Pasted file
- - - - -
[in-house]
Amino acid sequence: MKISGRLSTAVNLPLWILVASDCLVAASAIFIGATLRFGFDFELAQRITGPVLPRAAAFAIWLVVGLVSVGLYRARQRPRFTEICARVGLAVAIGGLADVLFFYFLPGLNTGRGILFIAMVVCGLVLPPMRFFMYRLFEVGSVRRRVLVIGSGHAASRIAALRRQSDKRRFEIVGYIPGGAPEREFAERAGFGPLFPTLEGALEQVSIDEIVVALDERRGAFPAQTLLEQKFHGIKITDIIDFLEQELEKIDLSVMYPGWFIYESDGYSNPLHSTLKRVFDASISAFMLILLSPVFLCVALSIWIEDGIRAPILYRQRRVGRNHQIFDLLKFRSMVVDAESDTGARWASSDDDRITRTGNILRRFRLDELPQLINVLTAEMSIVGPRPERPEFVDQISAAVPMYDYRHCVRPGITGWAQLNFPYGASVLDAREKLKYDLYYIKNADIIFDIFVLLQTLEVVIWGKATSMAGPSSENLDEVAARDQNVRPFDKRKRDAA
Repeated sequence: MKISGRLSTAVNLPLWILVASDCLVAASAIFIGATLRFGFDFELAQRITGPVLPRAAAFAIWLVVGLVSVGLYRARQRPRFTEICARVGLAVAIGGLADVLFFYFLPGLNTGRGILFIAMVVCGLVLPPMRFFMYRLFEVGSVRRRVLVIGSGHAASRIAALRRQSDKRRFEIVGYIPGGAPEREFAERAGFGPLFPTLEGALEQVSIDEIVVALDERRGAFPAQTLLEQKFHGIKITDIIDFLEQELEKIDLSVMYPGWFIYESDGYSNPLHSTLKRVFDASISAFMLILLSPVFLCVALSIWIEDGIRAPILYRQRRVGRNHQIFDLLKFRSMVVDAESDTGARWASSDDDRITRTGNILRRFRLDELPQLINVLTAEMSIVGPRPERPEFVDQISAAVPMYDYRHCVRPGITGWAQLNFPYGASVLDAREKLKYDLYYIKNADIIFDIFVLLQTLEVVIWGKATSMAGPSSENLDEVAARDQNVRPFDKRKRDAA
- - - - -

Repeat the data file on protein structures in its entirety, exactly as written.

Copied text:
[in-house]
Amino acid sequence: MKISGRLSTAVNLPLWILVASDCLVAASAIFIGATLRFGFDFELAQRITGPVLPRAAAFAIWLVVGLVSVGLYRARQRPRFTEICARVGLAVAIGGLADVLFFYFLPGLNTGRGILFIAMVVCGLVLPPMRFFMYRLFEVGSVRRRVLVIGSGHAASRIAALRRQSDKRRFEIVGYIPGGAPEREFAERAGFGPLFPTLEGALEQVSIDEIVVALDERRGAFPAQTLLEQKFHGIKITDIIDFLEQELEKIDLSVMYPGWFIYESDGYSNPLHSTLKRVFDASISAFMLILLSPVFLCVALSIWIEDGIRAPILYRQRRVGRNHQIFDLLKFRSMVVDAESDTGARWASSDDDRITRTGNILRRFRLDELPQLINVLTAEMSIVGPRPERPEFVDQISAAVPMYDYRHCVRPGITGWAQLNFPYGASVLDAREKLKYDLYYIKNADIIFDIFVLLQTLEVVIWGKATSMAGPSSENLDEVAARDQNVRPFDKRKRDAA
Repeated sequence: MKISGRLSTAVNLPLWILVASDCLVAASAIFIGATLRFGFDFELAQRITGPVLPRAAAFAIWLVVGLVSVGLYRARQRPRFTEICARVGLAVAIGGLADVLFFYFLPGLNTGRGILFIAMVVCGLVLPPMRFFMYRLFEVGSVRRRVLVIGSGHAASRIAALRRQSDKRRFEIVGYIPGGAPEREFAERAGFGPLFPTLEGALEQVSIDEIVVALDERRGAFPAQTLLEQKFHGIKITDIIDFLEQELEKIDLSVMYPGWFIYESDGYSNPLHSTLKRVFDASISAFMLILLSPVFLCVALSIWIEDGIRAPILYRQRRVGRNHQIFDLLKFRSMVVDAESDTGARWASSDDDRITRTGNILRRFRLDELPQLINVLTAEMSIVGPRPERPEFVDQISAAVPMYDYRHCVRPGITGWAQLNFPYGASVLDAREKLKYDLYYIKNADIIFDIFVLLQTLEVVIWGKATSMAGPSSENLDEVAARDQNVRPFDKRKRDAA